Yala Yala Gibbs Tjungurrayi
Yala Yala Gibbs Tjungurrayi Early Life
Yala Yala Gibbs Tjungurrayi was born around 1924 at Iltuturunga. For the first 38 years, he lived a traditional nomadic desert aboriginal lifestyle. He was initiated and married.
He first left his homelands west of Lake Macdonald in 1962 with his wife Ningura Napurrula. His son had suffered severe burns and they traveled to Papunya settlement for medical treatment.
He briefly returned to his homeland in 1963 as a guide for welfare patrols.
In July 1963 he returned to live at Papunya where his second son was born. In Papunya, Yala Yala worked with Anatjari, John Tjakamarra, and Freddy West as a farm laborer.
In 1971 Geoff Bardon became a local school teacher at Papunya primary school. He tried to encourage local children to paint in their own traditional style. When he found out only older men could paint these stories he started a men’s painting group.
Yala Yala was one of the first members of the painting group. He is recorded as being a solemn man who spoke little, but who gave himself wholeheartedly to his Art. He quickly developed fine technical craftsmanship, characterized by a strong linear quality.
Yala Yala was one of only six artists who received a government allowance which enabled him to paint full time in the first years of the painting movement.
Yala Yala was well known for his Tingari cycle paintings. Tingari paintings are characterized by numerous concentric circles joined by traveling lines. They became so popular that typify aboriginal art. Yala Yala Tingari paintings are like vast mind-maps of his desert homeland Loops, spirals and roundels are linked by traveling lines and held in unity with, often diffuse, background dotting.
He used a restricted range of ochre colors that helped convey his sense of connection to his country.
For Yala Yala painting was also a spiritual activity and he and other Pintupi artists like Shorty Lungkata, Uta Uta and Charlie would sing traditional chants while painting.
Yala Yala along with Freddy West, Charlie and Mick Namarari was one of the initial shareholders of a newly formed Aboriginal Art company called Papunya Tula. This company was owned by aboriginal artists and established to promote and sell aboriginal art.
In 1975, forty-four out of forty-six paintings, in a Perth exhibition, were turned to the wall in response to the demands of a visiting group of Pitjantjatjara men. They were deeply disturbed by overt references to their secret beliefs and ceremonies.
Papunya Tula painters were forced to pay compensation to the Pitjantjatjara men. Paintings from that time on were more stylized and sacred elements veiled.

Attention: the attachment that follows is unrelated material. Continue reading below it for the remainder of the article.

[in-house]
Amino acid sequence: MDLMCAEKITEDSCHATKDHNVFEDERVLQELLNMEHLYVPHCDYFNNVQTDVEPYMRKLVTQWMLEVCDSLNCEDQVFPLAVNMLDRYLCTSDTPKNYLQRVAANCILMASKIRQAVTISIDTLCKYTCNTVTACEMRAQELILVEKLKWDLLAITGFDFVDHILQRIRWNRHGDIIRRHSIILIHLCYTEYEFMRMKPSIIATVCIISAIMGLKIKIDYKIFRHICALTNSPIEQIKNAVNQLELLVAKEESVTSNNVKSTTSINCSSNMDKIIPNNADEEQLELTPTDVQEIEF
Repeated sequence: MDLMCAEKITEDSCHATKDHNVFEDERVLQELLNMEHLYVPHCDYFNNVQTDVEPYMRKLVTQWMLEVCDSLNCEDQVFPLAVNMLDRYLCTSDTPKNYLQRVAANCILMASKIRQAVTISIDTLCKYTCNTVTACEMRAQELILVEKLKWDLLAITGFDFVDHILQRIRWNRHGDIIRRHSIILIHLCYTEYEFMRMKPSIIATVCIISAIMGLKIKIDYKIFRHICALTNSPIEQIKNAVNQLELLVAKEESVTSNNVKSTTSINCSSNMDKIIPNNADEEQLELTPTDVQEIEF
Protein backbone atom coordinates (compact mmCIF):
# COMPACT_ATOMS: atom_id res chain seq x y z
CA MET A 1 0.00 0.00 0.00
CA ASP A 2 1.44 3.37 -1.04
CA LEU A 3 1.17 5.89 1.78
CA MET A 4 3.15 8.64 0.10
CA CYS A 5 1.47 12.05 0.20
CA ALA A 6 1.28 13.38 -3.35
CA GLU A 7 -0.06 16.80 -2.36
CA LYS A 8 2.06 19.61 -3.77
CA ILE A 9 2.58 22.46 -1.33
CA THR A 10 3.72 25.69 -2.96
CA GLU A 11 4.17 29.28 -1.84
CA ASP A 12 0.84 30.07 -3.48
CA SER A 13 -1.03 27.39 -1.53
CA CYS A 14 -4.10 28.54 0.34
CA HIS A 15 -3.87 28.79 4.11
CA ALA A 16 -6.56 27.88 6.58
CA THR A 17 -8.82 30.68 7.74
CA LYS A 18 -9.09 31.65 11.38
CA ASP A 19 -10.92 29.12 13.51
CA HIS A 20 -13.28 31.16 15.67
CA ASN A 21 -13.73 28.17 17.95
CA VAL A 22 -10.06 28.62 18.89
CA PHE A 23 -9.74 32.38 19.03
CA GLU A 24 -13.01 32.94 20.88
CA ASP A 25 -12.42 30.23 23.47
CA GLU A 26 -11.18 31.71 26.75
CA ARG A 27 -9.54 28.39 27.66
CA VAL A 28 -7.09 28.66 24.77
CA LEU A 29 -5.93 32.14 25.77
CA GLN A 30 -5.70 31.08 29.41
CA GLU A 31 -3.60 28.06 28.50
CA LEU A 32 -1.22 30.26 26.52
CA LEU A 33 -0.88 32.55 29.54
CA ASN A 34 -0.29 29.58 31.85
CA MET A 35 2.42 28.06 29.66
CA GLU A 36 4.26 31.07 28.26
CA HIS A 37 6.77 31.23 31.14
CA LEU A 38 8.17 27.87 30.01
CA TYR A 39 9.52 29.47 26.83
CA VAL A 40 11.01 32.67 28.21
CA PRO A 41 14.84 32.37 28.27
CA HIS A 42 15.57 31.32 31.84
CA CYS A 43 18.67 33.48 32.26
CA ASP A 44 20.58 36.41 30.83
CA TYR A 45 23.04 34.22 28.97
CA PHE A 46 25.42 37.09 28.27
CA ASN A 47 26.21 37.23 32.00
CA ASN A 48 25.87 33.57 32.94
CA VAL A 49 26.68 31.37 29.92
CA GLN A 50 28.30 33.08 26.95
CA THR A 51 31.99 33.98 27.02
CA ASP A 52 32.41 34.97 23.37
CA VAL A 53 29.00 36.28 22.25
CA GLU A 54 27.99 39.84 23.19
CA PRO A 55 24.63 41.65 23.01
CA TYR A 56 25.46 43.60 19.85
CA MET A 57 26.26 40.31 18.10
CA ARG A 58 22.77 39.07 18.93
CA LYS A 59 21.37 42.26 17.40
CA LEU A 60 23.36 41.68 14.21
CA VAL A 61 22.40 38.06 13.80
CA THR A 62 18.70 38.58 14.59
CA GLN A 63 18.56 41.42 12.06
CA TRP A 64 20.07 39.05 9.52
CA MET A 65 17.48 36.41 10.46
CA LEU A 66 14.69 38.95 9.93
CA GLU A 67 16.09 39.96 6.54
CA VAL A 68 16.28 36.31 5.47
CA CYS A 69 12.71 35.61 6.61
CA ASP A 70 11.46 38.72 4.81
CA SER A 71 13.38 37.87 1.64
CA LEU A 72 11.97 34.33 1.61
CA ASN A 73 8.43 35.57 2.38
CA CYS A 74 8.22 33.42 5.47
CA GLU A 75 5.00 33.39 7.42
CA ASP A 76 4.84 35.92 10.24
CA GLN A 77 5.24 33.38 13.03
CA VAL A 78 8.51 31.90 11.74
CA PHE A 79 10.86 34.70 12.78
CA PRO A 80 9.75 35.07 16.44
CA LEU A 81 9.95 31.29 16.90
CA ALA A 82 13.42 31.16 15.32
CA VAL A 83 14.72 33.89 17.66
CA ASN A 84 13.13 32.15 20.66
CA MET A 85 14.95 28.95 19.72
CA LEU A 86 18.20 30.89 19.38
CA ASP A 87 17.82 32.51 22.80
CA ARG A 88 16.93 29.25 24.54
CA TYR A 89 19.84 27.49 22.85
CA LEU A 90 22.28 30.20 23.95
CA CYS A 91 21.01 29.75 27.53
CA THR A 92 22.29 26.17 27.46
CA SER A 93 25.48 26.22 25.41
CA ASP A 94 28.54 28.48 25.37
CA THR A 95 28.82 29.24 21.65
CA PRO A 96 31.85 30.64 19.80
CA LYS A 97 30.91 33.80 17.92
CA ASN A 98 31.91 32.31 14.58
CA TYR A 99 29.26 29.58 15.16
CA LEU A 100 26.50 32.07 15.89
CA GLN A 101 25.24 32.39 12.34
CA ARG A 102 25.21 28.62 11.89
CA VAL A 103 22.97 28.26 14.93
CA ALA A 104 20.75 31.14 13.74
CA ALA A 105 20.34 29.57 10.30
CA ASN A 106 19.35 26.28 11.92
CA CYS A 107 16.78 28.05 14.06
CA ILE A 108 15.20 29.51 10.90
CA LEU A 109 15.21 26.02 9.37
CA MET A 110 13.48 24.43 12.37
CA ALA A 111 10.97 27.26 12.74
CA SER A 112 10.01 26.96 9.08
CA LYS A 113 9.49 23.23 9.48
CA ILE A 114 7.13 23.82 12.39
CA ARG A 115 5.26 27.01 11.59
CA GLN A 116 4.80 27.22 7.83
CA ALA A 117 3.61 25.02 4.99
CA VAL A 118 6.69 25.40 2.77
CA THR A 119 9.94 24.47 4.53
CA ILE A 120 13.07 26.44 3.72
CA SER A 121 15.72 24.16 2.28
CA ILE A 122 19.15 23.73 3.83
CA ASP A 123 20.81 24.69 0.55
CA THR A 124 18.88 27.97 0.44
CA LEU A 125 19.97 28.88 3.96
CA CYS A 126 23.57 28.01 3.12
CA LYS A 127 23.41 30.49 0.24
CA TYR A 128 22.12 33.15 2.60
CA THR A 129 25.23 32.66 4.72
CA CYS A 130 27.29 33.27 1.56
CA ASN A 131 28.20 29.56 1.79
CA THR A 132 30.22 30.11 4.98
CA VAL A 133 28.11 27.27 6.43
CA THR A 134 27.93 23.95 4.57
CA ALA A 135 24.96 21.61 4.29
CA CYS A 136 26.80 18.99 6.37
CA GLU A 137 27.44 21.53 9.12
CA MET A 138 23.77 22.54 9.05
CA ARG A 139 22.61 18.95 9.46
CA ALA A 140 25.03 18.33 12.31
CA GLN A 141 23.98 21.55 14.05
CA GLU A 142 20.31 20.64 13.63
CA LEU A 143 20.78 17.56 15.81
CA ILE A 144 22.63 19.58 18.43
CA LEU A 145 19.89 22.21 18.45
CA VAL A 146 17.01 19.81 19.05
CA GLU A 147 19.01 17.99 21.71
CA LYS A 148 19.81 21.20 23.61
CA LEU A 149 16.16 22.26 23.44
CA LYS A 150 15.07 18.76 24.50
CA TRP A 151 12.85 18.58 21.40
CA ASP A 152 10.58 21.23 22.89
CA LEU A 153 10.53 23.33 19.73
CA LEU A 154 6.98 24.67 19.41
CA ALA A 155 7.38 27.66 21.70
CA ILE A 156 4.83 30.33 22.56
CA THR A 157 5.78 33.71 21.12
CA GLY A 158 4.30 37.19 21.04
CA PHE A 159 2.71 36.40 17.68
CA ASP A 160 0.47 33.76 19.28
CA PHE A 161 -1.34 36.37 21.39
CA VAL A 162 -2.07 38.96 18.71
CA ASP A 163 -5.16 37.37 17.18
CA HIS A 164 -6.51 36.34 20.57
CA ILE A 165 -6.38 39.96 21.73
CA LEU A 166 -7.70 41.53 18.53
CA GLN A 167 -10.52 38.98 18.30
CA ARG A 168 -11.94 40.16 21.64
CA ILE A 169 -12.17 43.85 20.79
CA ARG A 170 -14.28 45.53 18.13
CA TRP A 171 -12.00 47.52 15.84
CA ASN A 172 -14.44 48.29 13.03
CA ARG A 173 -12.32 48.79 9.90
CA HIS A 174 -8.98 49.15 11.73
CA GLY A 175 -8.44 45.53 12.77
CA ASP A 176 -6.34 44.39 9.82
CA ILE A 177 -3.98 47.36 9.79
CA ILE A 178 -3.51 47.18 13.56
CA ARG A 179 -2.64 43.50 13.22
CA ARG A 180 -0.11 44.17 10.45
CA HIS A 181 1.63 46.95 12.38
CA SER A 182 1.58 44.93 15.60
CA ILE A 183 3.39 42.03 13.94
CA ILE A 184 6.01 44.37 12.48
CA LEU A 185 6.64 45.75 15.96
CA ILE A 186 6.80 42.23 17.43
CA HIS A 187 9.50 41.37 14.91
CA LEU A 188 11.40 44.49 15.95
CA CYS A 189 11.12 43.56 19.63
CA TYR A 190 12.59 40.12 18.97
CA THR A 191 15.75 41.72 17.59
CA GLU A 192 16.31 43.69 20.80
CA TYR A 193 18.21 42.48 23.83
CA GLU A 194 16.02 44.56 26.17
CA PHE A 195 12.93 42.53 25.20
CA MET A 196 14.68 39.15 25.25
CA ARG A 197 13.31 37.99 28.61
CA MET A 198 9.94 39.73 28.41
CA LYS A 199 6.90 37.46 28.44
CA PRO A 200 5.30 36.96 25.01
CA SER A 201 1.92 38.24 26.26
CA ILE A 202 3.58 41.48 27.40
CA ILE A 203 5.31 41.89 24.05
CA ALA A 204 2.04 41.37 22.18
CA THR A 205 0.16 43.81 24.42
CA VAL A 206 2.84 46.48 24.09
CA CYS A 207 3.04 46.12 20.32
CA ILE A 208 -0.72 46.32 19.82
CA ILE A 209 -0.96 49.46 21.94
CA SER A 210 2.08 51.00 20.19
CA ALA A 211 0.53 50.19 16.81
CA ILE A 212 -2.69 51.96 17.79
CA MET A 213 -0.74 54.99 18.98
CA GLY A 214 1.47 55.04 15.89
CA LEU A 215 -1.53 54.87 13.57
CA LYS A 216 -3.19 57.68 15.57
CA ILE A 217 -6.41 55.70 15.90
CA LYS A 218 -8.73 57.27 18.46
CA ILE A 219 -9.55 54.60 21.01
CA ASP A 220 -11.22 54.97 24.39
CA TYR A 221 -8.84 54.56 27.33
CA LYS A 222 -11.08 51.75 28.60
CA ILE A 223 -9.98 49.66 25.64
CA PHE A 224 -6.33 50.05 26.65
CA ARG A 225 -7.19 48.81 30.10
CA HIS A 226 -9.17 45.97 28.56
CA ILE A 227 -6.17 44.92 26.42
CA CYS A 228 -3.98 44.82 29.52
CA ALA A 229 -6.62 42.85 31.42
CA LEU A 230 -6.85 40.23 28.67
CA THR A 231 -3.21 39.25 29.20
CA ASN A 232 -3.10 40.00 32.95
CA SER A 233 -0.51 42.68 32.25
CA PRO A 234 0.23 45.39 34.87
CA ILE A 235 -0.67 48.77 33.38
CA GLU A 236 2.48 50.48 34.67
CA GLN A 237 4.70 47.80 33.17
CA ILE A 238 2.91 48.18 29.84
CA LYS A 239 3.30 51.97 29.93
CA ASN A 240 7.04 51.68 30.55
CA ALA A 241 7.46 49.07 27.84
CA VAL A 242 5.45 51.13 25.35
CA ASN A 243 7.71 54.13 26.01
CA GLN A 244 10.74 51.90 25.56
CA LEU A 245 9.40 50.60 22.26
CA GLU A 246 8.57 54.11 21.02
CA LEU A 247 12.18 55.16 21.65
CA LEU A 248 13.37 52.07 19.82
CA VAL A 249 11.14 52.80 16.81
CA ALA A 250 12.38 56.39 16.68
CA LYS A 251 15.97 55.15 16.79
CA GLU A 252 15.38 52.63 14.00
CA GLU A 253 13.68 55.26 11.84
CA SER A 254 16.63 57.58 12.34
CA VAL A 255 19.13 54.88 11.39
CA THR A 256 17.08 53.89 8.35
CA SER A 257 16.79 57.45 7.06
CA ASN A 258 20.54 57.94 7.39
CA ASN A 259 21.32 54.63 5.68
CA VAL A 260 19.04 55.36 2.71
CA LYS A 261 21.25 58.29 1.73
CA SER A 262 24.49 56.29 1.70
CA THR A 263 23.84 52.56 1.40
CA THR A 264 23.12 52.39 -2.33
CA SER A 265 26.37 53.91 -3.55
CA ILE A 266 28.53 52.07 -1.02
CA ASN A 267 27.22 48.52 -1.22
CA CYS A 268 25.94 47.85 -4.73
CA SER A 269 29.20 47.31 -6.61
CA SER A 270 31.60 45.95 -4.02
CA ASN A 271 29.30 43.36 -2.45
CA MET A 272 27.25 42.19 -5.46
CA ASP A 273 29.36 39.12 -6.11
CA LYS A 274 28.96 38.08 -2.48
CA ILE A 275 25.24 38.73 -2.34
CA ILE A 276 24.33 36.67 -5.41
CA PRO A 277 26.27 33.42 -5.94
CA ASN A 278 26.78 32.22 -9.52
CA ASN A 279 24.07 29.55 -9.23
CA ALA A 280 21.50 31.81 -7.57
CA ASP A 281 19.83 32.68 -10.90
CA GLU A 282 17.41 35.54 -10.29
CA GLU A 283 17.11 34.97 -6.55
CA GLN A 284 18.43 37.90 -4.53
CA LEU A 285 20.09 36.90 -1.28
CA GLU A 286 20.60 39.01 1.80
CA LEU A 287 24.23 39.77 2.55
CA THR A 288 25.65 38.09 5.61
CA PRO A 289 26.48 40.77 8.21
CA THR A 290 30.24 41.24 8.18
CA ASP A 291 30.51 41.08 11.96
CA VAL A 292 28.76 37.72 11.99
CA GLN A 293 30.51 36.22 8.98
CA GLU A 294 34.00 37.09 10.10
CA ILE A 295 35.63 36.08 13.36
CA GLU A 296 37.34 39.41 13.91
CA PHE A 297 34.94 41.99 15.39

This force style change caused some artists like Anatjari, Kaapa and Timmy Payunka to become artistically stifled. Yala Yala though had a natural talent for conceiving uncomplicated yet arresting arrangements. This included the Tingari style paintings of joined concentric circles His paintings along with Johnny Warangkula and John Kipara Tjakamarra soon accelerated to the forefront of the aboriginal painting movement. Aboriginal art became increasingly abstract. Secret and sacred designs were depicted less and less important stories came to the forefront.
In 1981 Yala Yala moved from Papunya to Kintore to establish an outstation at Mantardi. His art was now all on canvass and in acrylics.
His art was in high demand and this was due in part to Andrew Crocker the art manager of Papunya Tula. Andrew promoted the paintings as contemporary art rather than ethnographic imagery and sold to collectors and galleries rather than museums.
Yala Yala works were for the first time included in an exhibition of large acrylic canvases shown at the Art Gallery of NSW.
In accord with market demand, Yala Yala broadened his experimentation with abstraction. He was free to develop his own signature Tingari style.
By the late 1980’s Yala Yala Tingari paintings fell out offavorr with the art market. The market was increasingly embracing an ever-growing number of regional styles. He was in competition with other artists like Mick Namarari, Turkey Tolson, and Ronnie Tjampitjinpa who were producing newer more trending styles. Yala Yala’s work to a large degree remained unchanged and became stale and his popularity as an artist declined.
He continued living in his outstation at Mantardi where he had close ties to his traditional lands midway between Kintore and Kiwirrkurra. He was a senior custodian of Pintupi sacred sites and knowledge, and painted devotedly until his death in 1998.
Yala Yala Gibbs is sometimes called Yala Yala Gibson
Yala Yala Gibbs Tjungurrayi references
Papunya: A place made after the Story
Lives of the Papunya Tula Artists
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Yala Yala Gibbs Tjungurrayi Images
The following images are not the complete known work by this artist but give a good idea of his style and range.